On Protocols, Authority and Resignations

By Ara Papian

A question has been raised a great deal lately, to which a clear answer has not been given. Why is the Armenian Revolutionary Federation demanding the resignation of the foreign minister, but does not demand the resignation of the president? Although I am not a member of the ARF, I shall try to answer this question, because it is bad form, in principle, to leave questions raised by society unanswered.

According to the current Constitution (Article 55, clause 7), the president of the Republic of Armenia shall “… execute the general guidance of the foreign policy …”. That is to say, as the leader, he has the prerogative of generally directing foreign policy, but not carrying it out. As a part of the executive branch, the Ministry of Foreign Affairs has, in turn, the prerogative of actually implementing foreign policy. Moreover, the Foreign Ministry is bound to be lead by the directives of this “general guidance” and take corresponding steps only within the given directives. Officials of the Foreign Ministry do not have the right to work outside presidential directives and negotiate on other issues, much less take on additional liabilities in the name of the country.

What is our current situation? The president of the country has on many occasions stated explicitly in public the normalization of relations with Turkey without preconditions as a prime directive of foreign policy. The foreign minister has also publicly repeated the president’s position, emphasizing the main characteristic of the policy being “without preconditions”. What is more, both the president and the foreign minister have clarified more than once that normalization in the current stage will essentially have two directions: the establishment of diplomatic relations with Turkey, and the opening of the – so-called, as I like to put it – border between Armenia and Turkey.
There are no concerns on the first point. Naturally, we have expectations from Turkey, and therefore we must establish diplomatic relations so that we negotiate our expectations or equivalent reparations. There are some questions pertaining to the second point. However, there are no disputes really. We shall open the border and we shall see that our expectations are not coming through, and we shall be disappointed.

Now let us look over the current two protocols and see how exactly they correspond to the president’s directive without preconditions. I shall yet have the opportunity to discuss the said documents and to reveal the more than ten unrelated liabilities in place, point by point. Unrelated, because they do not have anything to do with establishing diplomatic relations and to open the so-called border.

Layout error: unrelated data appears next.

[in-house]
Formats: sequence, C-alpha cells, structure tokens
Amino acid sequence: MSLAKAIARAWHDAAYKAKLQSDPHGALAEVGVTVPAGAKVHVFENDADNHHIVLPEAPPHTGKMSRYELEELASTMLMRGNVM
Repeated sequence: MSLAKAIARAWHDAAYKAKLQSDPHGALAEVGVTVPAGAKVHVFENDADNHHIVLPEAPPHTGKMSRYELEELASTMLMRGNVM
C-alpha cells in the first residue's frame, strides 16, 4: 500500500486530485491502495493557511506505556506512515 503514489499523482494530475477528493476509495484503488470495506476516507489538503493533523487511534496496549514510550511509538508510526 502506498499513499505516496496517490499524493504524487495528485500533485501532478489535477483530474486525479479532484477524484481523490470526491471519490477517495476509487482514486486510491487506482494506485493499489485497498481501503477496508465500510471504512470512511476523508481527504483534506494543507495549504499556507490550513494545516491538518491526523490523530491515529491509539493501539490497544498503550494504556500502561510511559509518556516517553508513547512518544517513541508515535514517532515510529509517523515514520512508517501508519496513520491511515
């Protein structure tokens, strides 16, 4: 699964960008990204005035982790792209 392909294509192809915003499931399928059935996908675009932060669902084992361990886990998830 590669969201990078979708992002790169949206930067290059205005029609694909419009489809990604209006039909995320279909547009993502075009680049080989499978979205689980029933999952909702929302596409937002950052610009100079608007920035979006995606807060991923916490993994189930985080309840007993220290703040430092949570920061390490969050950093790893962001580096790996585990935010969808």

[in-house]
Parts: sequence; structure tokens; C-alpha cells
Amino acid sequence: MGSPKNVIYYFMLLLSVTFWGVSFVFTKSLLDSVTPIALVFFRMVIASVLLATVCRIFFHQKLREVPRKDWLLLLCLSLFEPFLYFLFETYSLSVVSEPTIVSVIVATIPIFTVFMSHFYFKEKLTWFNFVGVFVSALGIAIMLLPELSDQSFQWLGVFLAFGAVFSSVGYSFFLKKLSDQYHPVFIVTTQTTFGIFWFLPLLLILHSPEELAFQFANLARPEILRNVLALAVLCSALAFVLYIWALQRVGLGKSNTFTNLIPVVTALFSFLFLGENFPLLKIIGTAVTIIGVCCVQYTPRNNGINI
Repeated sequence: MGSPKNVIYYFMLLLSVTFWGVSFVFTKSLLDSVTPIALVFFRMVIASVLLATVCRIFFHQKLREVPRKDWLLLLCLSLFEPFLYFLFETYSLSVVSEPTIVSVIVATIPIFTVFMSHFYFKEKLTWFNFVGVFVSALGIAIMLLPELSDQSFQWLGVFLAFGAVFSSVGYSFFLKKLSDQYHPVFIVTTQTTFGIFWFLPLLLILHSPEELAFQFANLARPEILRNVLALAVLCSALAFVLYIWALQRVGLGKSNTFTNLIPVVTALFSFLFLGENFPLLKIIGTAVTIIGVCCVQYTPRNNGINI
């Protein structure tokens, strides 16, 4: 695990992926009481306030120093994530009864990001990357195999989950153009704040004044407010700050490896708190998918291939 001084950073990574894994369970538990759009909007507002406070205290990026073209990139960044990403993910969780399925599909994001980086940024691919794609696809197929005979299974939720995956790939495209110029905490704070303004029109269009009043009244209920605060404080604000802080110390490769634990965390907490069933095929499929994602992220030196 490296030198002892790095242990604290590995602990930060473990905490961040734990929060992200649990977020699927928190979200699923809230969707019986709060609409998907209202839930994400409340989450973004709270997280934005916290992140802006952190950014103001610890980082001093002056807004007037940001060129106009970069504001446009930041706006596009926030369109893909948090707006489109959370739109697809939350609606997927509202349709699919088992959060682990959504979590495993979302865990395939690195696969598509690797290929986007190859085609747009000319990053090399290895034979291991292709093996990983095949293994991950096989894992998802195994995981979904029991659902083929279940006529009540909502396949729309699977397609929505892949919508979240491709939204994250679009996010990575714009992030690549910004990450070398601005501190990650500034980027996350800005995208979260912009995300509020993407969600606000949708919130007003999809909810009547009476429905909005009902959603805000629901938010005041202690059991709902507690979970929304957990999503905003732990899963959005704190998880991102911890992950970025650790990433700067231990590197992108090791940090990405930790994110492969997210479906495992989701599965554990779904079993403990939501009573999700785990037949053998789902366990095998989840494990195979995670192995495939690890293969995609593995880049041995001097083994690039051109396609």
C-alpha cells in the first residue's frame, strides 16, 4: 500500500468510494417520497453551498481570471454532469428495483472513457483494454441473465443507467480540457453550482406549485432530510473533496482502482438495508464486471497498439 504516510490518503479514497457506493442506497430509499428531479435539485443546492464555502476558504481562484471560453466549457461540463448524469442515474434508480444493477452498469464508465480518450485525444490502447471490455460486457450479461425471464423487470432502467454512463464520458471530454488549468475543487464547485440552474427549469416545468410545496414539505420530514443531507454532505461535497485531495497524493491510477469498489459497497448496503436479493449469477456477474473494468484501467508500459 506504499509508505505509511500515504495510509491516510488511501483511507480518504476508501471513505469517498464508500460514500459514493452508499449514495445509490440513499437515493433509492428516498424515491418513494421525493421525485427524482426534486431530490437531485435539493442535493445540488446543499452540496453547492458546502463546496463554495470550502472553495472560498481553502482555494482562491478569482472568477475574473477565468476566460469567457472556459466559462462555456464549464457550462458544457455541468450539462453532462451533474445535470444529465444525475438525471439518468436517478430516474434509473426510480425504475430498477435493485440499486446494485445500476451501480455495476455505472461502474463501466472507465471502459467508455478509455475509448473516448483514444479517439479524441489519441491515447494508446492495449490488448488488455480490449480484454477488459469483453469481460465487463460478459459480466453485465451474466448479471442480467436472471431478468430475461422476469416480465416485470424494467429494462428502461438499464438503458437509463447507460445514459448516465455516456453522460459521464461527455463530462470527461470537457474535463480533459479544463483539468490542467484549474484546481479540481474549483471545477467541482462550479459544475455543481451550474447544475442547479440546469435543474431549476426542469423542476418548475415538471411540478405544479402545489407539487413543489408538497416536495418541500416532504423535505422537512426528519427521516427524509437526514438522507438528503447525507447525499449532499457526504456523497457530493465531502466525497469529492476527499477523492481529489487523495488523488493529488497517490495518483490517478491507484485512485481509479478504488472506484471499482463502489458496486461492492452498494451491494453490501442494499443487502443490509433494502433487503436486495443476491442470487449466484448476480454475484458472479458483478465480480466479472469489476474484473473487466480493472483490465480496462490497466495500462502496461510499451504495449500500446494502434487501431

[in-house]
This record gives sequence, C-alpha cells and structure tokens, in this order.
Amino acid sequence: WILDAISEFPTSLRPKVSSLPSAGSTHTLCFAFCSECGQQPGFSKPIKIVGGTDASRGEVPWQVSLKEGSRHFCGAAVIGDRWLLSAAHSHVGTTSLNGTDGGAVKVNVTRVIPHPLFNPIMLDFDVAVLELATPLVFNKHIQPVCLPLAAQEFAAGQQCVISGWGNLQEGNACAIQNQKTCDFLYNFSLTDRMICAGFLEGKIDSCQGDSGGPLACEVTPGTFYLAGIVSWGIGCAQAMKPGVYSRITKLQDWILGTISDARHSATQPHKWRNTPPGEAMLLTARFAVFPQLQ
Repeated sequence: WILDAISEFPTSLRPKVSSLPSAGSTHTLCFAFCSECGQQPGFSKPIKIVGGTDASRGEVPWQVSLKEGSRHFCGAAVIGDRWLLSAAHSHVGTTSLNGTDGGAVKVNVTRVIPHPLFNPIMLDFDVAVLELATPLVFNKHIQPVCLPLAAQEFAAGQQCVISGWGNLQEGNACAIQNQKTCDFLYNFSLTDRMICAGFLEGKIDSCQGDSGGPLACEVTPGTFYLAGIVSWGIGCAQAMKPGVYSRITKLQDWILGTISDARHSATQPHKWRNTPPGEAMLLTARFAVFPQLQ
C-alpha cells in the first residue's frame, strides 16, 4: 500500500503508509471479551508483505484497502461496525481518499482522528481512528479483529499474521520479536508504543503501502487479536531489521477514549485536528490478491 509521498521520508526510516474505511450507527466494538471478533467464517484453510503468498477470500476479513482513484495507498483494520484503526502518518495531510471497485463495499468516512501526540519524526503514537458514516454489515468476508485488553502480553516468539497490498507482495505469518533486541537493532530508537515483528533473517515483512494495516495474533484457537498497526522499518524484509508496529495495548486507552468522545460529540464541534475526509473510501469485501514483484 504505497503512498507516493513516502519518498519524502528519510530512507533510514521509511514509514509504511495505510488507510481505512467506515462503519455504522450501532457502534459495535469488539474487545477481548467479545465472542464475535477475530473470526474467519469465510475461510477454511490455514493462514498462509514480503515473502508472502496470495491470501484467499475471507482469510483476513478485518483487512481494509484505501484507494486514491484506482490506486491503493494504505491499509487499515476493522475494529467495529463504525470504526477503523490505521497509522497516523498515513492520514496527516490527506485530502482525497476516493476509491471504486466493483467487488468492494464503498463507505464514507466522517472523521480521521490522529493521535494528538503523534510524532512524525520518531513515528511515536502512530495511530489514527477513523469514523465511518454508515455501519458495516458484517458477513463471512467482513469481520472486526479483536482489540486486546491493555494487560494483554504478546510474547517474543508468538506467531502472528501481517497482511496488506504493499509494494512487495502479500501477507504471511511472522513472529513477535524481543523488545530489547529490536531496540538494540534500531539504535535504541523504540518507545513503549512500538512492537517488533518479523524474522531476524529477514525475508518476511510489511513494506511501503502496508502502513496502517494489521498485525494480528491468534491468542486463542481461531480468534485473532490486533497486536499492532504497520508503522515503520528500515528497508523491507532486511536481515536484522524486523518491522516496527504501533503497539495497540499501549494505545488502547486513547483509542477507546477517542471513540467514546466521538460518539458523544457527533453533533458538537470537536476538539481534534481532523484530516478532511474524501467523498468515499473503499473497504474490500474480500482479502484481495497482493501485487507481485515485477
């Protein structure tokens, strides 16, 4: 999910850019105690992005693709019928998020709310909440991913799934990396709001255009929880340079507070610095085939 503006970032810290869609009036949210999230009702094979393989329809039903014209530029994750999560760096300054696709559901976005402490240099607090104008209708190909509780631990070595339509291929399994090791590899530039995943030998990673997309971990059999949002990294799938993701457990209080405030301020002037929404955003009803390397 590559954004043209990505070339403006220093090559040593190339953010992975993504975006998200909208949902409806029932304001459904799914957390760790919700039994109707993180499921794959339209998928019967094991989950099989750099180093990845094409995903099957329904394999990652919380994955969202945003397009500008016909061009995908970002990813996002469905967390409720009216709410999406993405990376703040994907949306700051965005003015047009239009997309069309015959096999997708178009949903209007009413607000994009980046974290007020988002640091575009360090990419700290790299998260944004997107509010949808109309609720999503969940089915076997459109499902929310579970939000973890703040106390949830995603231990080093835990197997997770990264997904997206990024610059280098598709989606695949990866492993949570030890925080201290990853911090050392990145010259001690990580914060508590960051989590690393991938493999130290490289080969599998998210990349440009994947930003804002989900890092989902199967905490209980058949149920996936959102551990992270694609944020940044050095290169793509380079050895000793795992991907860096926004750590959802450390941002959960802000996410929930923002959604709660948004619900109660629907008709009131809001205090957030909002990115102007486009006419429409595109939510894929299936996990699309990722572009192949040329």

For now, let me bring up only one point, the presence of which testifies as such to the dismissal of the policy directive and is enough to render the entire document useless. The fifth clause of the protocol on establishing diplomatic relations between the Republic of Armenia and the Republic of Turkey says the following, word-for-word: “Confirming the mutual recognition of the existing border between the two countries as defined by the relevant treaties of international law”.1
Putting aside in general the question of the relevance of such legal treaties, let me simply stress that the aforementioned clause is well beyond any precondition. This is a non-negotiable, sovereign duty of the Republic of Armenia. That is to say, the parties have based the establishment of diplomatic relations on “the mutual recognition of the existing border”.

Clearly, the negotiators have acted ultra vires, that is to say, it is evident that they have surpassed their own authority and ignored the president’s directive. In a word, the negotiators acted in an area which fell outside their legal authority.

How to salvage the situation? Armenia must not ratify the signed protocols, citing that they do not reflect the intent and essence of the negotiations as they were announced from the very beginning. The Republic of Armenia must reaffirm its willingness to establish diplomatic relations with the Republic of Turkey without preconditions and to open the crossing points at the frontier, signing brief and pointed documents which consists solely of those clauses.


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